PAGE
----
Trust me when I say that my goal today is to help all of us speak in a manner which is more Biblical, more believable, and perhaps most of all, more binding.
We may as well deal with the phrase which I think is most common, and if we look at it subjectively, most silly. “I feel the Holy Spirit is saying.” In our modern charismatic apostolic age, many of us claim to have the gift of prophecy. This is a wonderful thing, since we are told in 1st Corinthians 14 to earnestly seek this particular blessing from God. However, if we want to prophesy, we may want to take a look at how the prophets in the Bible expressed themselves.
ISA 2:1-2 The word which Isaiah the son of Amoz saw concerning Judah
and Jerusalem. Now it will come about that In the last days, The mountain of the house of the Lord Will be established as the chief of the mountains, And will be raised above the hills; And all the nations will stream to it.”
Notice that Isaiah said, “it will come about”, not “I feel that it may happen.”
JER 1:4-10, “Now the word of the Lord came to me saying, "Before I formed you in the womb I knew you, and before you were born I consecrated you; I have appointed you a prophet to the nations." Then I said, "Alas, Lord God! Behold, I do not know how to speak, because I am a youth." But the Lord said to me, "Do not say, 'I am a youth,' because everywhere I send you, you shall go, and all that I command you, you shall speak. "Do not be afraid of them, for I am with you to deliver you," declares the Lord. Then the Lord stretched out His hand and touched my mouth, and the Lord said to me, "Behold, I have put My words in your mouth. "See, I have appointed you this day over the nations and over the kingdoms, to pluck up and to break down, to destroy and to overthrow, to build and to plant."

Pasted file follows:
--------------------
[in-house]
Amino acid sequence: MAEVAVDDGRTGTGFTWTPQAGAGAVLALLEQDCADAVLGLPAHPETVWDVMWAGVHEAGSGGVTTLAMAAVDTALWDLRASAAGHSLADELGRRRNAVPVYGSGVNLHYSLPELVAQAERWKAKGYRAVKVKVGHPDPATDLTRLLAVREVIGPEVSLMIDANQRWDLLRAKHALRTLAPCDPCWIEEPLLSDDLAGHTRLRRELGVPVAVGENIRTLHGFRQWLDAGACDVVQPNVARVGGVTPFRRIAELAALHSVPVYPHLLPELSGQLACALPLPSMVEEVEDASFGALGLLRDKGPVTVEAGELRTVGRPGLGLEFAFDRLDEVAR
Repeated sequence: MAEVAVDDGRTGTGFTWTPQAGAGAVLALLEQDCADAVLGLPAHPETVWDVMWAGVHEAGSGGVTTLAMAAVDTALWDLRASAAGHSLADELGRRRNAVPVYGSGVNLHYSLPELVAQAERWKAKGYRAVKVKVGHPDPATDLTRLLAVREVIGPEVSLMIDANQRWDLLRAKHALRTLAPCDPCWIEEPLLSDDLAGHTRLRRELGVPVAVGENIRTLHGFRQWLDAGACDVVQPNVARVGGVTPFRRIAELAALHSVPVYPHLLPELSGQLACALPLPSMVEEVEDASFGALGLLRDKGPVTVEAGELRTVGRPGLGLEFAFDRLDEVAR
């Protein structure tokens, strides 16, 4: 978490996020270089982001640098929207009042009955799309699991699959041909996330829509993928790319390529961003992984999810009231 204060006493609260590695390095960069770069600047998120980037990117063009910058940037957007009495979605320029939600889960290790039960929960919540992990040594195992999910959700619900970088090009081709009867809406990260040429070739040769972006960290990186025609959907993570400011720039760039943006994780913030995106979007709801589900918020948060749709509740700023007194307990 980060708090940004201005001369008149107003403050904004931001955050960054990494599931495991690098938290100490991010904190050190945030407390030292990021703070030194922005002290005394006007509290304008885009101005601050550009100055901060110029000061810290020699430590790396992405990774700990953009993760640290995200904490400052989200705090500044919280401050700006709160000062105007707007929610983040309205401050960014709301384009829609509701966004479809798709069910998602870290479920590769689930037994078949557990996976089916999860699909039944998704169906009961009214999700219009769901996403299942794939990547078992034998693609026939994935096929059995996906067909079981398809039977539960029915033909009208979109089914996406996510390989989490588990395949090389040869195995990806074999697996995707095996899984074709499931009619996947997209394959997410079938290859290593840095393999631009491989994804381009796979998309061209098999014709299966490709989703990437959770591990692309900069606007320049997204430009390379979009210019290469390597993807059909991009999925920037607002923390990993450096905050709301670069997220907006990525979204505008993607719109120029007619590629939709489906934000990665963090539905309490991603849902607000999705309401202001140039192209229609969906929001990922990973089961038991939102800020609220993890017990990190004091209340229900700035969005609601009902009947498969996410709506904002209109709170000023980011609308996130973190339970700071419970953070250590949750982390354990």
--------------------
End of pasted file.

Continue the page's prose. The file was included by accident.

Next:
Jeremiah said, “the word of the Lord came to me.” He did not say, “I feel God is saying.” In this first paragraph in Jeremiah’s account, we see his humble acceptance of God’s call. He realized both the honor and responsibility connected with speaking God’s word. Yet, God encouraged him, and basically said, “Go for it.” He not only promised the young prophet to put His words in his mouth, but said they would have power over kingdoms.